Jesus Helps a Non-Jewish Woman – by Ritchie Way

Aug 25, 2015 1708

syrophoenician-womanJesus … went to the area around Tyre. When he went into a house, he did not want anyone to know he was there, but he could not stay hidden. A woman whose daughter had an evil spirit in her heard that he was there. So she quickly came to Jesus and fell at his feet. She was Greek, born in Phoenicia, in Syria. She begged Jesus to force the demon out of her daughter. Jesus told the woman, “It is not right to take the children’s bread and give it to the dogs. First let the children eat all they want.”

But she answered, “Yes, Lord, but even the dogs under the table can eat the children’s crumbs.” Then Jesus said, “Because of your answer, you may go. The demon has left your daughter.” The woman went home and found her daughter lying in bed; the demon was gone (Mark 7:24-30 NCV).

Jesus took his disciples to Phoenicia, which is now known as Lebanon. It seems he went there for a rest, away from the demanding crowds. “He didn’t want anyone to know he was in Phoenicia,” but his reputation had gone before him and “he could not stay hidden.”

A Greek woman who lived in that region heard that Jesus had come, so she came immediately and fell down at Jesus’ feet imploring him to drive the demon out of her daughter.

This visit of a Gentile created a problem for the disciples and there would have been a noticeable tension in the atmosphere because Jews did not have relationships with non-Jews; they believed that associations with Gentiles made them ritually unclean. Jesus, however, who did not hold such racist views, treated the woman with courtesy. His visit to Phoenicia was a foreshadowing of the Church’s mission to take the good news to the Gentiles. It was still true, however, that before resources could be committed to taking the gospel to the Gentiles, it was essential that the good news be shared with Jerusalem and Judea (Matt. 10:6; Acts 1:8), because to the Jews had been committed the promises.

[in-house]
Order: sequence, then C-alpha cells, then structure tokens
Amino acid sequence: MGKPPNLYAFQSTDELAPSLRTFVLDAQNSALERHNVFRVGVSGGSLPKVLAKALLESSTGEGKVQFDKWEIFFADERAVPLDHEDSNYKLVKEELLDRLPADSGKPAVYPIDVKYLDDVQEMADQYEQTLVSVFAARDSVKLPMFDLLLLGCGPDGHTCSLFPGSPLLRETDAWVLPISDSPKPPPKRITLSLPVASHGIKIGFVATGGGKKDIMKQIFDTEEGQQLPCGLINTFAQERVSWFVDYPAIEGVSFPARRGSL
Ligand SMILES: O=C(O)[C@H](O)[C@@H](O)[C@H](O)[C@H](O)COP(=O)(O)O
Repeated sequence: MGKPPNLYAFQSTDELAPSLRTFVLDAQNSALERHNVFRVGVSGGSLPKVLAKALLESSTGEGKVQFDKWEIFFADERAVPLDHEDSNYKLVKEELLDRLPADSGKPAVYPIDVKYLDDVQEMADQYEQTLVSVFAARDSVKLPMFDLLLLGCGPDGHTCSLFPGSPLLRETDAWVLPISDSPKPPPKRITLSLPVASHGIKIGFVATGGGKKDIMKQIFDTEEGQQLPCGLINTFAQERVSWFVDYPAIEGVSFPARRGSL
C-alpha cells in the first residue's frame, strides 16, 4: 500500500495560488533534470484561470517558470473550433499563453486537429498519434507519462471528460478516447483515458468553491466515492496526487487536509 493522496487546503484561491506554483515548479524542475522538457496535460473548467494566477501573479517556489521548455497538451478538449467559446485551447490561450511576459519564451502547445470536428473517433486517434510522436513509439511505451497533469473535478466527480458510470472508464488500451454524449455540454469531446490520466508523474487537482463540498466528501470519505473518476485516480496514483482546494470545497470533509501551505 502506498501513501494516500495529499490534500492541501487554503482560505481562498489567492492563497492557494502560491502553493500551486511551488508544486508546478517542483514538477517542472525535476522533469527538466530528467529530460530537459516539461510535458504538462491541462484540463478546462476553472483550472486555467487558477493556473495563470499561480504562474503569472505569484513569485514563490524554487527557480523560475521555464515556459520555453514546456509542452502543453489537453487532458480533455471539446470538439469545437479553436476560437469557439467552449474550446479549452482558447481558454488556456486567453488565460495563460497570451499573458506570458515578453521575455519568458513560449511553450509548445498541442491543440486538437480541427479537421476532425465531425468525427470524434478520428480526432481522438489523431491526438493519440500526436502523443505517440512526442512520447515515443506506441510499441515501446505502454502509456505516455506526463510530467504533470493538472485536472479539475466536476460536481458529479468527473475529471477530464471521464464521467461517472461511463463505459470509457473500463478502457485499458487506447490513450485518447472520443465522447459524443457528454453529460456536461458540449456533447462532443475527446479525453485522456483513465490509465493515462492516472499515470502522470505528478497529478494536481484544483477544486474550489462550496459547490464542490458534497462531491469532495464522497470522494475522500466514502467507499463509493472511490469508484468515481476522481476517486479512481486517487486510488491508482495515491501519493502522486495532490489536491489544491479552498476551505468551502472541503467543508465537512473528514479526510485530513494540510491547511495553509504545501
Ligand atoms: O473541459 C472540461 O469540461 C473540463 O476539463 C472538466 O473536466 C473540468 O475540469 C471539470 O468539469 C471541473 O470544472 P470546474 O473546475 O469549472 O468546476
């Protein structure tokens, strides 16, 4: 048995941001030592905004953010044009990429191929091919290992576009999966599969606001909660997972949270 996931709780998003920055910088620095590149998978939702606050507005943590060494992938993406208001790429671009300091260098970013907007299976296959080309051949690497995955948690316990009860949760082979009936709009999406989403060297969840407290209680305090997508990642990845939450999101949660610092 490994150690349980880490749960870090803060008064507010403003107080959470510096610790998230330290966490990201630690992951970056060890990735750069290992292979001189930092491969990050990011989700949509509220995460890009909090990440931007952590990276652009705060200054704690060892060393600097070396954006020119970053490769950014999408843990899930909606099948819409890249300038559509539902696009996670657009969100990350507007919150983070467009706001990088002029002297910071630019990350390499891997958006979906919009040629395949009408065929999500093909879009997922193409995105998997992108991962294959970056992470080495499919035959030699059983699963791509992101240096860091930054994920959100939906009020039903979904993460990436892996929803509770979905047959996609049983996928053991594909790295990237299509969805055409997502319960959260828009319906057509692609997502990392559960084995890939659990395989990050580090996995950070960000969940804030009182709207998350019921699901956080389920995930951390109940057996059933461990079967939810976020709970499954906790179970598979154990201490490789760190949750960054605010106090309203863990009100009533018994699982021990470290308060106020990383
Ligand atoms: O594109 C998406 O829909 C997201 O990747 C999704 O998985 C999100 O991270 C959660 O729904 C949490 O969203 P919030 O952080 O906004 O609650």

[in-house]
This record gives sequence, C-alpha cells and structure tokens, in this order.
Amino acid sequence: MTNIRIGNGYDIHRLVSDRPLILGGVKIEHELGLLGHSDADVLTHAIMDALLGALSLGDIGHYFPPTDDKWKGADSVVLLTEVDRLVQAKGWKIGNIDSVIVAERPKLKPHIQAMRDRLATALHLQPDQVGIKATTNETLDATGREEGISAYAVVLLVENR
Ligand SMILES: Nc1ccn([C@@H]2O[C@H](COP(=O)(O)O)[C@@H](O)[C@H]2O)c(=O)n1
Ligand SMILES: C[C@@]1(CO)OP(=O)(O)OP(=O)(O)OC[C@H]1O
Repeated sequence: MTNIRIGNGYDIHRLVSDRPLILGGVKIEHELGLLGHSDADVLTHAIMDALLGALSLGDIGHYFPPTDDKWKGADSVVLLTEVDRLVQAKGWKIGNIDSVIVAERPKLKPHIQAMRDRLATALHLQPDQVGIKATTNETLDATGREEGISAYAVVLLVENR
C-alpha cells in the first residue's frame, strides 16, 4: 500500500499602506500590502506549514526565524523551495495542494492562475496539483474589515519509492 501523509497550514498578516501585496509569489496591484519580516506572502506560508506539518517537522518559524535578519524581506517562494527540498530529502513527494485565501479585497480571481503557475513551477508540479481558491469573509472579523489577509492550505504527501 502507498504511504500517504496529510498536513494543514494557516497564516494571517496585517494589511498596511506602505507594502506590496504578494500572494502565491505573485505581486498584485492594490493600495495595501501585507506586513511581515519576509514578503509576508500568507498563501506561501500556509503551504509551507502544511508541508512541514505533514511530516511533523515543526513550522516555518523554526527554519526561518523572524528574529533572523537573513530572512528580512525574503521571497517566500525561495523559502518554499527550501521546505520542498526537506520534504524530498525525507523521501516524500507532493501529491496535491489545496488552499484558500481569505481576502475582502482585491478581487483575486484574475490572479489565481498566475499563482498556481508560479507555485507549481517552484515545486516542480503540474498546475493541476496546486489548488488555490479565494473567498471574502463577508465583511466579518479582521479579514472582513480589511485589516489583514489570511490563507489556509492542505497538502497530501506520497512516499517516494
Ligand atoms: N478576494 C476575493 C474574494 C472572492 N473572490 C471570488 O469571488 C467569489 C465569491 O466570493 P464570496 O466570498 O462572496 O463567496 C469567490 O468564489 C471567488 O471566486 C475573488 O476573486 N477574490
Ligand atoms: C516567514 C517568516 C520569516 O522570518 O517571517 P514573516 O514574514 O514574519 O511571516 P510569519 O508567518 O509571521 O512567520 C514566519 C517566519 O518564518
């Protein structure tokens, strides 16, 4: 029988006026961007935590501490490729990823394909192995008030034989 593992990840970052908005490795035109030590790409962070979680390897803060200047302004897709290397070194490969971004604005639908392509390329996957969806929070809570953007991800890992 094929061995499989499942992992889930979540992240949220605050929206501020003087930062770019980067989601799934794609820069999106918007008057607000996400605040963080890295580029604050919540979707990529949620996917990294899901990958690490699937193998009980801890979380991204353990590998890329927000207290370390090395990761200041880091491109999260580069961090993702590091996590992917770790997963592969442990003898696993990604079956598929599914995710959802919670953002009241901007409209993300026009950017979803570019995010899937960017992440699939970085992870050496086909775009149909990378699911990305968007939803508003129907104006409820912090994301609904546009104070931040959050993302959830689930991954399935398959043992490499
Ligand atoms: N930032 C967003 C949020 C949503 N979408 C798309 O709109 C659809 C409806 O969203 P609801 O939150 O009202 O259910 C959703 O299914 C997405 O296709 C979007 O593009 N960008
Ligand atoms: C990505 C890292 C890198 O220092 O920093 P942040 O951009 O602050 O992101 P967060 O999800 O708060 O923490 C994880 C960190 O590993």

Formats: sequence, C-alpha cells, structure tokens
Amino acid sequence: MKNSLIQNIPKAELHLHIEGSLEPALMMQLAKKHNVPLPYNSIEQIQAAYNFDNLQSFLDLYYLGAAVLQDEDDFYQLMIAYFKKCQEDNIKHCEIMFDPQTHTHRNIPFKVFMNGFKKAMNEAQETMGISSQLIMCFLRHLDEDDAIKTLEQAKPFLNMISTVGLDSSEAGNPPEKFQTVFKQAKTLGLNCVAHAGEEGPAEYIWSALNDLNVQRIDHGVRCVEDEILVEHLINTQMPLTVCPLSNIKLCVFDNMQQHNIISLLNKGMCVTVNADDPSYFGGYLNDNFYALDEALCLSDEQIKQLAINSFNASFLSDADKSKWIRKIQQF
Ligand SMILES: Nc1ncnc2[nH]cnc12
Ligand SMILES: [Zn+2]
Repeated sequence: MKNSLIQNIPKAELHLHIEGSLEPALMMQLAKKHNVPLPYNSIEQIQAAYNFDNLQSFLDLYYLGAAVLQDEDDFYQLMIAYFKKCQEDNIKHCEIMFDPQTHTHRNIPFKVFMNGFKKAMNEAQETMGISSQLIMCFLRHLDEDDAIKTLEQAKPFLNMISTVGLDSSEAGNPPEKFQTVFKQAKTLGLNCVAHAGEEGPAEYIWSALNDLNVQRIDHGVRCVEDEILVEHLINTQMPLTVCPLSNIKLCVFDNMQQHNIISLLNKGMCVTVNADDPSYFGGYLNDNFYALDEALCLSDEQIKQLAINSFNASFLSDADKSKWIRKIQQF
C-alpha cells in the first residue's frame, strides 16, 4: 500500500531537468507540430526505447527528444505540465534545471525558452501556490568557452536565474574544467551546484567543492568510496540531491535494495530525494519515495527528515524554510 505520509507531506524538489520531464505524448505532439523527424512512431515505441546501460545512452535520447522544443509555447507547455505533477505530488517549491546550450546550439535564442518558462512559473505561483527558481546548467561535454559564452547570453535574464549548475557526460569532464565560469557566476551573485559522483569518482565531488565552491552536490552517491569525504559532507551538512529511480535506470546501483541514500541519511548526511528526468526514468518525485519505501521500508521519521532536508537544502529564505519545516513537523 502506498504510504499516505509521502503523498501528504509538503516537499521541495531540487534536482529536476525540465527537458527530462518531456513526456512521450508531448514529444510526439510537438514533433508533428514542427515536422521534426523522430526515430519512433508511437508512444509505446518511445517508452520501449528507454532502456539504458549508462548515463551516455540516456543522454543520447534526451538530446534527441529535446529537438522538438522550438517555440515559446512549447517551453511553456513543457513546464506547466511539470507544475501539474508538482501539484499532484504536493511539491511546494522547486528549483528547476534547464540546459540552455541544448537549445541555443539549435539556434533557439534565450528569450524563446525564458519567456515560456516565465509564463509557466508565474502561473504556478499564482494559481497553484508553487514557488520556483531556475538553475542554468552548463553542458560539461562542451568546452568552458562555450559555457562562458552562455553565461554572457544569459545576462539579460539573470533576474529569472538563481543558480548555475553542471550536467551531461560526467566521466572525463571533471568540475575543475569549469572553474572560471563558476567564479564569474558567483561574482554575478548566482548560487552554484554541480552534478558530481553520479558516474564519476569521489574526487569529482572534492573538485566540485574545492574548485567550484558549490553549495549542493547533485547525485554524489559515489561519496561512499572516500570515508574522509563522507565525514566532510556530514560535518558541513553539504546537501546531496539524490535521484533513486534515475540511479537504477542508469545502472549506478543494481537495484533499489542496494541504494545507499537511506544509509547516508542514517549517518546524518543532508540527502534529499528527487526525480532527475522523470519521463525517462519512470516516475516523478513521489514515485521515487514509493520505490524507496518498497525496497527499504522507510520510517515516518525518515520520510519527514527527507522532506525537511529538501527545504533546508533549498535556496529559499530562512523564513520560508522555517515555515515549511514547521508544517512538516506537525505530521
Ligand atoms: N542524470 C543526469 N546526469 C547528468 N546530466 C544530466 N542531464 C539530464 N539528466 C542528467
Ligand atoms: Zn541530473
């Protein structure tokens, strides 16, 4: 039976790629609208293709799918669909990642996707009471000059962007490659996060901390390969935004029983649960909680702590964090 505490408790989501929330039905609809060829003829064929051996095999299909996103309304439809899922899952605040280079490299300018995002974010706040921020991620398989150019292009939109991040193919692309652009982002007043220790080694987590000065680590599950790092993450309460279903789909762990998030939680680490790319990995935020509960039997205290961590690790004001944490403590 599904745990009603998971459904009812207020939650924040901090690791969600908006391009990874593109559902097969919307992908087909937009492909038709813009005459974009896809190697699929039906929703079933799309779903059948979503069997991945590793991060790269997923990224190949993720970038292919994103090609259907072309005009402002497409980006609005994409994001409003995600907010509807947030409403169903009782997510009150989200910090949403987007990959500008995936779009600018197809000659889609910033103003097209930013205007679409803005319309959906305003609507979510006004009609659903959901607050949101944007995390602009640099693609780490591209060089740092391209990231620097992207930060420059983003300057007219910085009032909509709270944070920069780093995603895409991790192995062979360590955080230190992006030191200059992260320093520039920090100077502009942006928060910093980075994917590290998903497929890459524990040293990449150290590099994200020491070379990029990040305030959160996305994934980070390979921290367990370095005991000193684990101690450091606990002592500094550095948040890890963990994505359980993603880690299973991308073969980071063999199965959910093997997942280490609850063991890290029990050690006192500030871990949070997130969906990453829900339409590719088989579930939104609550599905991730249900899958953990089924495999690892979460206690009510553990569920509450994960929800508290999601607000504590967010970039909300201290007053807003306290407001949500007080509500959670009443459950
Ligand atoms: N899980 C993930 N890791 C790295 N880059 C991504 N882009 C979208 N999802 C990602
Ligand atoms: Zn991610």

Jesus tested the woman by telling her that it wasn’t right to take the children’s bread and give it to their dogs. First, the children (of Israel) had to be fed. There was a sign of hope in Jesus’ words for if the children of Israel were to be fed ‘first’ (proton), then the dogs would be fed next. But the woman couldn’t wait; she needed Jesus’ help right away, so she answered, “Quite so, Lord, but the dogs eat what falls from the table. In that case, may I have a crumb?”

The woman’s reply revealed her wit, her faith in Jesus, and her humility, so Jesus willingly granted her requests and healed her daughter.

– Ritchie Way

Ramona Ortega

Feb 6, 2019

Thanks for your thoughtful discerment ofthis word I was able to understand for the first time what this parable means.


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